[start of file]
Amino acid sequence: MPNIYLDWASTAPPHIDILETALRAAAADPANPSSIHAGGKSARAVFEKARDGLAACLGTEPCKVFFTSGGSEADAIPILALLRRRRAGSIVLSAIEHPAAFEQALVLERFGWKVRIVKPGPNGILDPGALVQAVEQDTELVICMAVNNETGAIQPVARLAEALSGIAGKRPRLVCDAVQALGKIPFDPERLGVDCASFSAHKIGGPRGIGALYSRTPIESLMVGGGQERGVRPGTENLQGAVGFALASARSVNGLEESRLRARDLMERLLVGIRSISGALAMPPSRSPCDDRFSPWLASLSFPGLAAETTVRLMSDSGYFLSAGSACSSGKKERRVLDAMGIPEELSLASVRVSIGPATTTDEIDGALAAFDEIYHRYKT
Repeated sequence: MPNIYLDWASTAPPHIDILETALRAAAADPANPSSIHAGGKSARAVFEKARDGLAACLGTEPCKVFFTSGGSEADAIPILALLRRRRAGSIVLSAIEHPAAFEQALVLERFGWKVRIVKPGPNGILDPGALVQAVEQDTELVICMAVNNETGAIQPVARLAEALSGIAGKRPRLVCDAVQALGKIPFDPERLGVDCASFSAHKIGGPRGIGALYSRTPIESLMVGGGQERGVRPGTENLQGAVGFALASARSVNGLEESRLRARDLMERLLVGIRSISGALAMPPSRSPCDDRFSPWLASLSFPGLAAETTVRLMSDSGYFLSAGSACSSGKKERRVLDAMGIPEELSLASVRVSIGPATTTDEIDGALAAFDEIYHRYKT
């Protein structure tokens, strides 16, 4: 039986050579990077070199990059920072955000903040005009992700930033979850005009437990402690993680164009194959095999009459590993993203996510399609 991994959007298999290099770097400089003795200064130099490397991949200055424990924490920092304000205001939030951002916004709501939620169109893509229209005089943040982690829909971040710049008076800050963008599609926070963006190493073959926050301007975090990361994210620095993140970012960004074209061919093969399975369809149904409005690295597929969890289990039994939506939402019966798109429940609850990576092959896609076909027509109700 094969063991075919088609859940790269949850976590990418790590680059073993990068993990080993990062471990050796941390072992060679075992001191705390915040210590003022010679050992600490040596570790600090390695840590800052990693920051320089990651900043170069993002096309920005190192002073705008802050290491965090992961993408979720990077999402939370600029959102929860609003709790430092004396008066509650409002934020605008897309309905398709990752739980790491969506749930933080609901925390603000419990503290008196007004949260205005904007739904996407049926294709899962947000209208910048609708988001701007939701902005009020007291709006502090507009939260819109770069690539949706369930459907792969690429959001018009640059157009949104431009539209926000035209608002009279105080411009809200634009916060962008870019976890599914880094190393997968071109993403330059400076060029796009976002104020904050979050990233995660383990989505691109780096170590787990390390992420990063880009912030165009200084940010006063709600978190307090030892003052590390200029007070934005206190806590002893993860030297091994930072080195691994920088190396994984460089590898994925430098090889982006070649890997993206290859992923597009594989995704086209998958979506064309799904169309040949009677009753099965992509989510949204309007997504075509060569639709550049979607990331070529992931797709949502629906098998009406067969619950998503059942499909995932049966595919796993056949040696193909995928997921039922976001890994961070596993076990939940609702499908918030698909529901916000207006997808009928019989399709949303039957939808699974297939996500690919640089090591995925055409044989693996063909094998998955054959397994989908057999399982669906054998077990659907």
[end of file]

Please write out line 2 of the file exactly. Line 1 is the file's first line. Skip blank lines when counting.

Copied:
Repeated sequence: MPNIYLDWASTAPPHIDILETALRAAAADPANPSSIHAGGKSARAVFEKARDGLAACLGTEPCKVFFTSGGSEADAIPILALLRRRRAGSIVLSAIEHPAAFEQALVLERFGWKVRIVKPGPNGILDPGALVQAVEQDTELVICMAVNNETGAIQPVARLAEALSGIAGKRPRLVCDAVQALGKIPFDPERLGVDCASFSAHKIGGPRGIGALYSRTPIESLMVGGGQERGVRPGTENLQGAVGFALASARSVNGLEESRLRARDLMERLLVGIRSISGALAMPPSRSPCDDRFSPWLASLSFPGLAAETTVRLMSDSGYFLSAGSACSSGKKERRVLDAMGIPEELSLASVRVSIGPATTTDEIDGALAAFDEIYHRYKT